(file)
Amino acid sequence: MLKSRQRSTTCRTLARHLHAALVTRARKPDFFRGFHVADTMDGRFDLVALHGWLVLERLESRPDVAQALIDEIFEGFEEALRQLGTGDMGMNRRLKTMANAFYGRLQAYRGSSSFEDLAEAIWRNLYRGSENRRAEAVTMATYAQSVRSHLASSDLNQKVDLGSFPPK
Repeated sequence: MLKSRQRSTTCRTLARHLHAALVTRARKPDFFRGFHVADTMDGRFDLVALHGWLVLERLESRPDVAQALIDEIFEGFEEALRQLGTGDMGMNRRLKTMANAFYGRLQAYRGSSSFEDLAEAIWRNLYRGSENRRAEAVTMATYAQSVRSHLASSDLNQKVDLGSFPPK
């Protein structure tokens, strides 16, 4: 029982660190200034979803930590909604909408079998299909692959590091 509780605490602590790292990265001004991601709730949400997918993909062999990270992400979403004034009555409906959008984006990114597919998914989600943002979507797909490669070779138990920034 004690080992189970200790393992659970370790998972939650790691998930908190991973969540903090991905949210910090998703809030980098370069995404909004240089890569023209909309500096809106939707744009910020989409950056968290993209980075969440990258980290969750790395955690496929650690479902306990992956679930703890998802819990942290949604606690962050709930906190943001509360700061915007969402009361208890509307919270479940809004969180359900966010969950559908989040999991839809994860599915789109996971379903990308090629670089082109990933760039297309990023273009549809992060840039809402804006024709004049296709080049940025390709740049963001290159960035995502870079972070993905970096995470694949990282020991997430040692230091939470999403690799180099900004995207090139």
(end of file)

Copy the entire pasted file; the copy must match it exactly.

Amino acid sequence: MLKSRQRSTTCRTLARHLHAALVTRARKPDFFRGFHVADTMDGRFDLVALHGWLVLERLESRPDVAQALIDEIFEGFEEALRQLGTGDMGMNRRLKTMANAFYGRLQAYRGSSSFEDLAEAIWRNLYRGSENRRAEAVTMATYAQSVRSHLASSDLNQKVDLGSFPPK
Repeated sequence: MLKSRQRSTTCRTLARHLHAALVTRARKPDFFRGFHVADTMDGRFDLVALHGWLVLERLESRPDVAQALIDEIFEGFEEALRQLGTGDMGMNRRLKTMANAFYGRLQAYRGSSSFEDLAEAIWRNLYRGSENRRAEAVTMATYAQSVRSHLASSDLNQKVDLGSFPPK
């Protein structure tokens, strides 16, 4: 029982660190200034979803930590909604909408079998299909692959590091 509780605490602590790292990265001004991601709730949400997918993909062999990270992400979403004034009555409906959008984006990114597919998914989600943002979507797909490669070779138990920034 004690080992189970200790393992659970370790998972939650790691998930908190991973969540903090991905949210910090998703809030980098370069995404909004240089890569023209909309500096809106939707744009910020989409950056968290993209980075969440990258980290969750790395955690496929650690479902306990992956679930703890998802819990942290949604606690962050709930906190943001509360700061915007969402009361208890509307919270479940809004969180359900966010969950559908989040999991839809994860599915789109996971379903990308090629670089082109990933760039297309990023273009549809992060840039809402804006024709004049296709080049940025390709740049963001290159960035995502870079972070993905970096995470694949990282020991997430040692230091939470999403690799180099900004995207090139």